by Joey Phoenix
Images by Creative Collective
Cult followers and curious guests poured into the Cabot Theatre in Beverly last Friday night for the screening of Priscilla, Queen of the Desert and an evening of spectacular Drag performance and pageantry, the likes of which has never before been seen in Beverly, MA.
The event was part of an ongoing collaboration between Creative Collective, Intramersive, Retonica, and the Cabot Theatre to bring enhanced film experiences to the North Shore.The gallery was not found!
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Boston Conservatory-trained Miz Diamond Wigfall led the show featuring Queens from the North Shore, Boston, and New York City. Chola Spears, Bambin the Don Diva, Sequoia, Civilization, Coco Cain, Man D. Williams, Buster Pants, and Miz Diamond herself all strutted the runway, performed individual and group routines, and participated in an over-the-top lip sync contest. There were performances before and after the screening, bookending the event with energy and excitement.
“Priscilla shows the heart of the queer community, about creating your own family and the struggles that people are still going through today,” said Miz Diamond.
Prior to the show, guests were able to interact with The Rainbow Times, North Shore Pride, and Project Out to learn about upcoming events and initiatives. Lord Hobo Brewing was also there to serve up great beer and the Queens themselves gave guests Queenly makeovers in Streetside Bar.
Retonica was also on scene to light the stage with expert flair, create a laser show, and activate the disco ball at opportune moments. Retonica light wizard Joey Nicotera was also the MC of the event and introduced the performers.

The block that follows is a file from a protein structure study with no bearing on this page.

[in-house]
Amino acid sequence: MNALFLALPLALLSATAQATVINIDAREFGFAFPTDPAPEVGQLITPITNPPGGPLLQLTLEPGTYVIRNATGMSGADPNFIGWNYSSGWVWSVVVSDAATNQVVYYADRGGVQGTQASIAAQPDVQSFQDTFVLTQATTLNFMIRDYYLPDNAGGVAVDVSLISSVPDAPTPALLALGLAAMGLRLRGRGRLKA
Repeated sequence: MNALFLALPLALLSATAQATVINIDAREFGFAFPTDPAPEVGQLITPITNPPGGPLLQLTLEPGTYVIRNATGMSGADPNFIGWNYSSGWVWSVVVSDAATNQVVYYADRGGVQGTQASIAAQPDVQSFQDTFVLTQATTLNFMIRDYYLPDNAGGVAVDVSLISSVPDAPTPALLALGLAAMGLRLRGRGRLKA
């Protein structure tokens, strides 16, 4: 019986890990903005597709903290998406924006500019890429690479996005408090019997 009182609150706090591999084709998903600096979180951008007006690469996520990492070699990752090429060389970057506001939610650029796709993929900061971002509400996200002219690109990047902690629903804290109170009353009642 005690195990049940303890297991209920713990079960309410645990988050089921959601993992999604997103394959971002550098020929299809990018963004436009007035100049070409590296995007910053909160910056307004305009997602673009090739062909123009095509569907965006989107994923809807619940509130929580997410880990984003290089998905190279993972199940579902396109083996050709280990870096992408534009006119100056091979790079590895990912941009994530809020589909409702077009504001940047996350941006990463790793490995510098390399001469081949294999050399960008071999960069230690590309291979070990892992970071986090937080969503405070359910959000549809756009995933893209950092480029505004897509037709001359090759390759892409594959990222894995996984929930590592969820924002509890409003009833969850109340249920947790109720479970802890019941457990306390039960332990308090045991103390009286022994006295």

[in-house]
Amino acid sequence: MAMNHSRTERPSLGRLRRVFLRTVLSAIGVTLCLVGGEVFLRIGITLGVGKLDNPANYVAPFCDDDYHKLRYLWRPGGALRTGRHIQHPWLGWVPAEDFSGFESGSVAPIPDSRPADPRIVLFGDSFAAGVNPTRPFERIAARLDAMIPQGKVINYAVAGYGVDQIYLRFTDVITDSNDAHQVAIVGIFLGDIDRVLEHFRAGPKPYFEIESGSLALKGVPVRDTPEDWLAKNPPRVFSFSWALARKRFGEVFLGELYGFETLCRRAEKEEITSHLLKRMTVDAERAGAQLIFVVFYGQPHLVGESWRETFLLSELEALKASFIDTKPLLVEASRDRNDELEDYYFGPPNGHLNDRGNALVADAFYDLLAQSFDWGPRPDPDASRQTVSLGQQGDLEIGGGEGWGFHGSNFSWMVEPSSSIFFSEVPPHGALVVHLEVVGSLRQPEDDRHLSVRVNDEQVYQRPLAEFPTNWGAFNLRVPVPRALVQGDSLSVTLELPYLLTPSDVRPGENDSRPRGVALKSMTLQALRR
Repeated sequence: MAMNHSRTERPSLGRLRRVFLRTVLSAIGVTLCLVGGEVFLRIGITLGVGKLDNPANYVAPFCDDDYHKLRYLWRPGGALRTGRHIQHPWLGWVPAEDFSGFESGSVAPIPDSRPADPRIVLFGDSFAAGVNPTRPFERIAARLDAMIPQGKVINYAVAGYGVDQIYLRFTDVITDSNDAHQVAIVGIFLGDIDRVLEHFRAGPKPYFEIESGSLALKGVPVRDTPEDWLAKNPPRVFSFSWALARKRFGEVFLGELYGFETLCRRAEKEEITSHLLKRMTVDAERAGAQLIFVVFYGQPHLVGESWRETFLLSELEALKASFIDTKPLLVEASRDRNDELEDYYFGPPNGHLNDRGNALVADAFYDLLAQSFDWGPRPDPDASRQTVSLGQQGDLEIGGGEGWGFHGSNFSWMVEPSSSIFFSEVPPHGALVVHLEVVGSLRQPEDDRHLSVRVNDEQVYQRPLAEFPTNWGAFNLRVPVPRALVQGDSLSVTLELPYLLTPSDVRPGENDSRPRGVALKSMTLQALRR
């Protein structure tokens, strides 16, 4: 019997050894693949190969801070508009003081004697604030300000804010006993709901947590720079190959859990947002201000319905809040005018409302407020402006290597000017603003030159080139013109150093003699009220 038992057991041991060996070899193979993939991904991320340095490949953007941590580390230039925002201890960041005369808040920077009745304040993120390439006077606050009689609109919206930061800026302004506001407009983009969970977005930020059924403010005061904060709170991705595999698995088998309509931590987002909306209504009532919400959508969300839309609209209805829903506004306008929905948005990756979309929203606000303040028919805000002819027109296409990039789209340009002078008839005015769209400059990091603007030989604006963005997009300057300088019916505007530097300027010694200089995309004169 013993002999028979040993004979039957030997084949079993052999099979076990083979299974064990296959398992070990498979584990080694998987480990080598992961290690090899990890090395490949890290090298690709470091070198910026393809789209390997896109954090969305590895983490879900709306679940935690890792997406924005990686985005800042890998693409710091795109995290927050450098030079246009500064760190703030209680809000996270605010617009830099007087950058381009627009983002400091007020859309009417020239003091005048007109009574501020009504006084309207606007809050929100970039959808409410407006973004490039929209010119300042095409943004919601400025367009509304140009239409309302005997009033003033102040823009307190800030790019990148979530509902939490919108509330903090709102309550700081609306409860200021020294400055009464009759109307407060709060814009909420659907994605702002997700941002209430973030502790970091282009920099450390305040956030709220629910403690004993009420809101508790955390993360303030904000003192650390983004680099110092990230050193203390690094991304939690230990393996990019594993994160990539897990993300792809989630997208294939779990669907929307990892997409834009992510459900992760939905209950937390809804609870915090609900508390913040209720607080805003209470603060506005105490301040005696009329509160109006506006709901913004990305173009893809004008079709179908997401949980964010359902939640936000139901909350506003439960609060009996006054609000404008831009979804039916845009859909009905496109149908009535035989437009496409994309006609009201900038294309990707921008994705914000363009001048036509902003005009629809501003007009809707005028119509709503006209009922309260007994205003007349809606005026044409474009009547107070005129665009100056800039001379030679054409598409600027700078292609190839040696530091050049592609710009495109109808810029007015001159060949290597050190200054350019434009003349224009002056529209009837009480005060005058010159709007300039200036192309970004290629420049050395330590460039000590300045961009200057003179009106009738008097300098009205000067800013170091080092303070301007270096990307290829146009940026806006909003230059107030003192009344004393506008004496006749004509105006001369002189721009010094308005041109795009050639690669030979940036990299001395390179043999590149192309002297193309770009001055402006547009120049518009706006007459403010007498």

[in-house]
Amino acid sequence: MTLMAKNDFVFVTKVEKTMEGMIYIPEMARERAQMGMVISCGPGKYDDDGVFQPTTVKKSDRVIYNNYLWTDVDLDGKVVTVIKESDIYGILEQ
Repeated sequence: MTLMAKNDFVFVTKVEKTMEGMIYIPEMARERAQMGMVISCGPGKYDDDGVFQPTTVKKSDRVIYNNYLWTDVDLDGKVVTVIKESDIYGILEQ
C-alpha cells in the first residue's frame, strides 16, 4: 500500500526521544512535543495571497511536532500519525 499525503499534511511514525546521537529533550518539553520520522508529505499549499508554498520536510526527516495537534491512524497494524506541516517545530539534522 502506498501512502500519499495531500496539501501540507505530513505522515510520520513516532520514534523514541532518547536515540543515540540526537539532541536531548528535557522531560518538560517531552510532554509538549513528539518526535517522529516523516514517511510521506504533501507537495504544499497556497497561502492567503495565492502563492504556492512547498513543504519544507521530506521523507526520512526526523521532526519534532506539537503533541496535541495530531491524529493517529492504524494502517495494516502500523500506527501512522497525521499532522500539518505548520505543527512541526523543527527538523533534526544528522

“Can you believe this is the first Drag show this magnificent Vaudeville-era theatre has ever had?” Miz Diamond asked Joey speculatively.
“No, but it definitely won’t be the last,” he responded, enthusiastically.
Queer culture on the North Shore is making its way into the mainstream, and the more people who support events like these the more it will become a part of the community culture. Alternative programming only exists if people are there to support it. LGBTQIA+ spaces should just be June spaces, they should be all year spaces. Community support is what makes that possible.
“I think Priscilla is a great way to remember that Pride isn’t just for a month,” says founder of Intramersive, Carly Naik, “and that by celebrating people’s right to be themselves makes us all stronger, happier and more colorful. Activism and advocacy can be hard but it can also be joyful, funny, and fabulous.”